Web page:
Due to their new elfects, the fluorescent foils and strips according to the present invention can be used, for example, in the clothing industry. Here they often have the advantage that they allow the colour of the materials they protect to be much more clearly seen than is the case with foils not having the additives according to the present invention. They can also be used for decorative purposes and as packing material as well as for rain coats.

The following examples illustrate the invention. Where not otherwise stated, parts are given as parts by weight. The temperatures are in degrees centigrade. The relationship of parts by weight to parts by volume is as that of kilogrammes to litres.

EXAMPLE 1 65 parts of polyvinyl chloride powder are mixed with 32 parts of dioctyl phthalate, 2 parts of dibutyl tin dilaurate, 0.2 part of the disazo dyestuff pigment from 2 mols of diazotised 2.4-dichloraniline and 1 mol of 4.4- bis-acetoacetylamino-S.3'-dimethyl di-phenyl as yellow pigment and 0.8,part of the optical brightening agent 4.4- bis-[(l.2':4.5-naphtho) 1.2.3 tn'azoyl-(2)] stilbene 2.2'-bis-su1phonic acid dibutylamide. The components are heated on a set of mixing rollers in the usual way to about and the mass is then drawn out into foils of about 0.2 mm. thickness. A yellow transparent polyvinyl chloride foil is obtained which has a very beautiful blue fluorescence and which can be worked up into rain coats having a green-blue shot eflect.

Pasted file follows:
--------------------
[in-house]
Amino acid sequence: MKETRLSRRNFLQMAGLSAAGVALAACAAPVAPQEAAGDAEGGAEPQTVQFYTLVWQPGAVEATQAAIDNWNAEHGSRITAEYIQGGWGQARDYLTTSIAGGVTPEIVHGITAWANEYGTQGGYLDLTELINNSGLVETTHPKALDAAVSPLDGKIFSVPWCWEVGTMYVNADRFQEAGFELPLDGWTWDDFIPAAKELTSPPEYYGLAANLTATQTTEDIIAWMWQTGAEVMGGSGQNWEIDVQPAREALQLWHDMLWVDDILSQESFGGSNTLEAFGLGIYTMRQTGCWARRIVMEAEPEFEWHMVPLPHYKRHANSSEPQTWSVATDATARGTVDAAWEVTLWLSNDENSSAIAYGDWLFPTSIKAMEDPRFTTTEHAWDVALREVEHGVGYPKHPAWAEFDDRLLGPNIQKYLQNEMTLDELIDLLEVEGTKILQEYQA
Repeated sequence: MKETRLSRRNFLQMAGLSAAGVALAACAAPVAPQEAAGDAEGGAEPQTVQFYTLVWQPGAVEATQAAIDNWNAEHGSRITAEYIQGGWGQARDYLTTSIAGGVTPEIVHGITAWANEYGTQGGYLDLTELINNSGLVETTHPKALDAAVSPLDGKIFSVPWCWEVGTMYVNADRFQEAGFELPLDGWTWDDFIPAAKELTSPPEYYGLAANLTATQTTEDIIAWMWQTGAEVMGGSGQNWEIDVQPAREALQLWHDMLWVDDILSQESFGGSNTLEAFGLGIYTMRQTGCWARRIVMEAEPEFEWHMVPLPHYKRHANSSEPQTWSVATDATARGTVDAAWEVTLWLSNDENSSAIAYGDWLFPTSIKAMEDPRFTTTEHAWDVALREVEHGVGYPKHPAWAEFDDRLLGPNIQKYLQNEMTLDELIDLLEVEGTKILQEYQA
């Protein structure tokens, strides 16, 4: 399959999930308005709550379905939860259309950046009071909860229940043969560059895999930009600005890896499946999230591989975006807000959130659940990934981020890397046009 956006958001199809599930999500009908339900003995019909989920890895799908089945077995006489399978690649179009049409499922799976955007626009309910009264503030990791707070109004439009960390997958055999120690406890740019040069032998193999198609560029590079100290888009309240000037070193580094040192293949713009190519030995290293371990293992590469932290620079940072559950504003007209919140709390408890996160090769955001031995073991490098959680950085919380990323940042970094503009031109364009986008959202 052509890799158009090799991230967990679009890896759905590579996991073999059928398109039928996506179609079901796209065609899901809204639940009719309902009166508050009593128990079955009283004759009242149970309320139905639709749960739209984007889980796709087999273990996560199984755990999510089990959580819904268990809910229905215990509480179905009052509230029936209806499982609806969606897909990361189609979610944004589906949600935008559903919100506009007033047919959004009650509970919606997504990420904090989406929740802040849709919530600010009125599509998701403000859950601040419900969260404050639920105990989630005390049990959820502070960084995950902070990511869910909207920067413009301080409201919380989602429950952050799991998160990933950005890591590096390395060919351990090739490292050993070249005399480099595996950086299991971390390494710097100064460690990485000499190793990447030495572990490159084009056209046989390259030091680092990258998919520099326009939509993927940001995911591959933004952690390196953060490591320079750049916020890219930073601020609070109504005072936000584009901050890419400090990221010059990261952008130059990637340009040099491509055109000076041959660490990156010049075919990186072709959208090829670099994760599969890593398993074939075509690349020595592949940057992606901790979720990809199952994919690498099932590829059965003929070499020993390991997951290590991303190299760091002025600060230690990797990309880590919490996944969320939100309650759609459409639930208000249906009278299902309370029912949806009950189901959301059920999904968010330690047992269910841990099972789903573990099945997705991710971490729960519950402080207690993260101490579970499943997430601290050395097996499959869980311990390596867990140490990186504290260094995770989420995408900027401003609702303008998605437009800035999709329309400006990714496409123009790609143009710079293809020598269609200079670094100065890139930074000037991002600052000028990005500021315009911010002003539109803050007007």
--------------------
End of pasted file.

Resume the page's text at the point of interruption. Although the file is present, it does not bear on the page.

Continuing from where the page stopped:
EXAMPLE 2 66 parts of polyvinyl chloride powder, 32 parts of dioctyl sebacate, 2 parts of dibutyl tin dilaurate, 0.001 part of manganese lacquer of the monoazo dyestutf'2- chloro-4-amino-1-methylbenzene-5-sulphonic hydroxynaphthoic acid as red pigment and 0.1 part of the optical brightening agent 4-[(1.2':4.5-naphtho)- 1.2.3-triazolyl-(2)J-stiIbene-Z-sulphonic acid cyclohexylacid- 2.3-

4 instead of the 0.2 part of the disazo dyestuff named in Example 1, then yellow, transparent polyvinyl chloride foils having a beautiful blue fluorescence are obtained in the manner described in that example.